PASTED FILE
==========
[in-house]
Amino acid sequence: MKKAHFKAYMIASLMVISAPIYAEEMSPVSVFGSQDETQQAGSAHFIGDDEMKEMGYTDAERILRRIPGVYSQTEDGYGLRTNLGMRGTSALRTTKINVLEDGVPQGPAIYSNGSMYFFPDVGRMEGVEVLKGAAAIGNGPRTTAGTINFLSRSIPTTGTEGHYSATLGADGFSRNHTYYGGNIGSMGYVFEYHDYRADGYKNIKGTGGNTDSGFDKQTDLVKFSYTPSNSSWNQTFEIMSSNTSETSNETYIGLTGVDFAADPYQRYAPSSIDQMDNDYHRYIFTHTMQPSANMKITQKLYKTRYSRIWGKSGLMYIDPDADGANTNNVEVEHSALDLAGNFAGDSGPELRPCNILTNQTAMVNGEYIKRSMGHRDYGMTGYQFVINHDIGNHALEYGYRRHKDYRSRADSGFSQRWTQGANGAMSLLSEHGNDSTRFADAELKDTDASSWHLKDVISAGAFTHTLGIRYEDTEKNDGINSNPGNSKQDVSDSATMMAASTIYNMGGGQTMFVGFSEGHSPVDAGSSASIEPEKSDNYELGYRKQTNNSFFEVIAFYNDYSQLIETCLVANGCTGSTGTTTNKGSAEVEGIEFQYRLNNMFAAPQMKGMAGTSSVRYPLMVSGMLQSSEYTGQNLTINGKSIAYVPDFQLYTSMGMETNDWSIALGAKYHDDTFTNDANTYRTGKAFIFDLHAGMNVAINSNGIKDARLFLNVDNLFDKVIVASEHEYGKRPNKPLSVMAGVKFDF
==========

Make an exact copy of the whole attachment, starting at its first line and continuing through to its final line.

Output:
[in-house]
Amino acid sequence: MKKAHFKAYMIASLMVISAPIYAEEMSPVSVFGSQDETQQAGSAHFIGDDEMKEMGYTDAERILRRIPGVYSQTEDGYGLRTNLGMRGTSALRTTKINVLEDGVPQGPAIYSNGSMYFFPDVGRMEGVEVLKGAAAIGNGPRTTAGTINFLSRSIPTTGTEGHYSATLGADGFSRNHTYYGGNIGSMGYVFEYHDYRADGYKNIKGTGGNTDSGFDKQTDLVKFSYTPSNSSWNQTFEIMSSNTSETSNETYIGLTGVDFAADPYQRYAPSSIDQMDNDYHRYIFTHTMQPSANMKITQKLYKTRYSRIWGKSGLMYIDPDADGANTNNVEVEHSALDLAGNFAGDSGPELRPCNILTNQTAMVNGEYIKRSMGHRDYGMTGYQFVINHDIGNHALEYGYRRHKDYRSRADSGFSQRWTQGANGAMSLLSEHGNDSTRFADAELKDTDASSWHLKDVISAGAFTHTLGIRYEDTEKNDGINSNPGNSKQDVSDSATMMAASTIYNMGGGQTMFVGFSEGHSPVDAGSSASIEPEKSDNYELGYRKQTNNSFFEVIAFYNDYSQLIETCLVANGCTGSTGTTTNKGSAEVEGIEFQYRLNNMFAAPQMKGMAGTSSVRYPLMVSGMLQSSEYTGQNLTINGKSIAYVPDFQLYTSMGMETNDWSIALGAKYHDDTFTNDANTYRTGKAFIFDLHAGMNVAINSNGIKDARLFLNVDNLFDKVIVASEHEYGKRPNKPLSVMAGVKFDF